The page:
In a June 14, 2021 ruling, Colorado’s Supreme Court examined whether, under Colorado law, “an employer must pay an employee’s earned but unused vacation pay upon separation from employment despite an agreement purporting to forfeit the employee’s right to such payment.”
In this particular matter, Plaintiff Carmen Nieto was terminated from Clark’s Market, which had a policy stating that an employee who is discharged, or who resigns without proper, two-week notice, “forfeit[s] all earned vacation pay benefits.” Therefore, Clark’s Market did not include Ms. Nieto’s earned vacation time in calculation of her final paycheck and then, later, refused to pay the vacation time when she made a formal demand for her accrued vacation pay benefits.
In the decision, the Justices closely examined: 1) Colorado’s Wage Claim Act (“CWCA,” C.R.S. § 8-4-101 et seq.); 2) record of legislators’ intent when revising the CWCA in 2003 to include, among other revisions, a subsection about vacation pay (C.R.S. § 8-4-101(14)(a)(3)); dictionary definitions of key terms, like “earned”; and 3) Colorado Department of Labor and Employment administrative opinions about vacation pay.
Ultimately, the Court ruled in favor of the employee-Plaintiff. In the conclusion of the ruling, Justice Melissa Hart wrote, “Although the CWCA does not create an automatic right to vacation pay, when an employer chooses to provide such pay, it cannot be forfeited once earned by the employee” (emphasis added). Furthermore, in another blow to the employer, the Justices voided the employer’s policy stating that employees forfeited vacation pay if they were discharged or resigned without proper notice.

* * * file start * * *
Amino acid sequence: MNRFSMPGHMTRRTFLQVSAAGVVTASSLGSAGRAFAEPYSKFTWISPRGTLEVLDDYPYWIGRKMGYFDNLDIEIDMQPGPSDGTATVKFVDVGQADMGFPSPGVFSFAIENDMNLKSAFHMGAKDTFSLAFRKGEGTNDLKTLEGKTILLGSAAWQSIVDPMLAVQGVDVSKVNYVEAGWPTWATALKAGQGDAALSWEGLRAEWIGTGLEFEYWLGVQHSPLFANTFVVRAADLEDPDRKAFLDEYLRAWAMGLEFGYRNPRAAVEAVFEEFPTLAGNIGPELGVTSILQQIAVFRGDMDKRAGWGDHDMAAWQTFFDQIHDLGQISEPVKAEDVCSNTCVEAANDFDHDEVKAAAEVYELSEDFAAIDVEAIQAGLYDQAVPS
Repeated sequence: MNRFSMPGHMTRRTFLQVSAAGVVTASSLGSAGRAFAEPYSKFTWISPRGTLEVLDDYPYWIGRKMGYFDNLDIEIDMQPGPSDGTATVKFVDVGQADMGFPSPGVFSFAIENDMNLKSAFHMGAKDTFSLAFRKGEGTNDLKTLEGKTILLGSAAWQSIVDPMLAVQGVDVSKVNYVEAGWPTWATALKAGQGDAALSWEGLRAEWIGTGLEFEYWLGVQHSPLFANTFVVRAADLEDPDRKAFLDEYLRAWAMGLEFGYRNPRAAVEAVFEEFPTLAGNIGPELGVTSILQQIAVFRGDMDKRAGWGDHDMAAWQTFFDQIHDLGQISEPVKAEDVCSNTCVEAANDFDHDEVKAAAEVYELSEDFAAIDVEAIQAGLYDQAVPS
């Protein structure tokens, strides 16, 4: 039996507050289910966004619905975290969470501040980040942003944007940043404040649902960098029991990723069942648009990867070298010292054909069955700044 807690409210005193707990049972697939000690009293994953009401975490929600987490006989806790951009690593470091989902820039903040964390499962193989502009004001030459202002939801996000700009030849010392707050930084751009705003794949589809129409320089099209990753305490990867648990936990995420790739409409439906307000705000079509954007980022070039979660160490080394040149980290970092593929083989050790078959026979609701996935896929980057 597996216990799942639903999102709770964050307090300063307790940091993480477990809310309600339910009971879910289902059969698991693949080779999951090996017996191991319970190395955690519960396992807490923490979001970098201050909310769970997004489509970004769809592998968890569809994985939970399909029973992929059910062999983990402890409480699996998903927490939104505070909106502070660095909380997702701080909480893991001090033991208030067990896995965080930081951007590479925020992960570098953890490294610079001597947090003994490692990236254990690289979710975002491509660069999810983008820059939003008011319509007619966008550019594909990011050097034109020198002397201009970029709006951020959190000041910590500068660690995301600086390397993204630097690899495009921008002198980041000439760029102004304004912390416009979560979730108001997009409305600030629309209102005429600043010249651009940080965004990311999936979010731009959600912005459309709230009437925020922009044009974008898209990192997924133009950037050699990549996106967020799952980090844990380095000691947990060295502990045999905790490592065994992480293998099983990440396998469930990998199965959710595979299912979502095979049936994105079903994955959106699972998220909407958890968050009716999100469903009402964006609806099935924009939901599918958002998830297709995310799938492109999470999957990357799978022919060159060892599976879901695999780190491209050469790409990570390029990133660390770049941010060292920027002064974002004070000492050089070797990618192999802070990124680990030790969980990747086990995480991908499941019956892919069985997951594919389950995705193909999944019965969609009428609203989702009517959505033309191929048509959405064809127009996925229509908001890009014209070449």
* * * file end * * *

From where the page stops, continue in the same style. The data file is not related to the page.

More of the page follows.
This recent ruling guarantees that, in the State of Colorado, vacation pay is, essentially, equivalent to wages. As such, an employee must be “paid out” for all earned and unused vacation time when that employee is fired (for any reason) or chooses to resign from a job, and employers cannot write handbook policies dictating that employees somehow lose rights to those earned wages. This landmark case, thus, serves as both a win for Colorado employees as well as a caution to employers about company policies for vacation pay.
Still unsettled in Colorado is the enforceability of “use-it-or-lose-it” vacation time policies. Given the Court’s Nieto ruling on vacation time constituting accrued wages, there is an argument that “use-it-or-lose-it” policies may be similarly voided under the law.
The employment law attorneys at Sears & Associates, P.C. are available for consultations regarding best labor practices. Please call us at 719-471-1984 if you are seeking legal advice regarding workplace policies about vacation pay.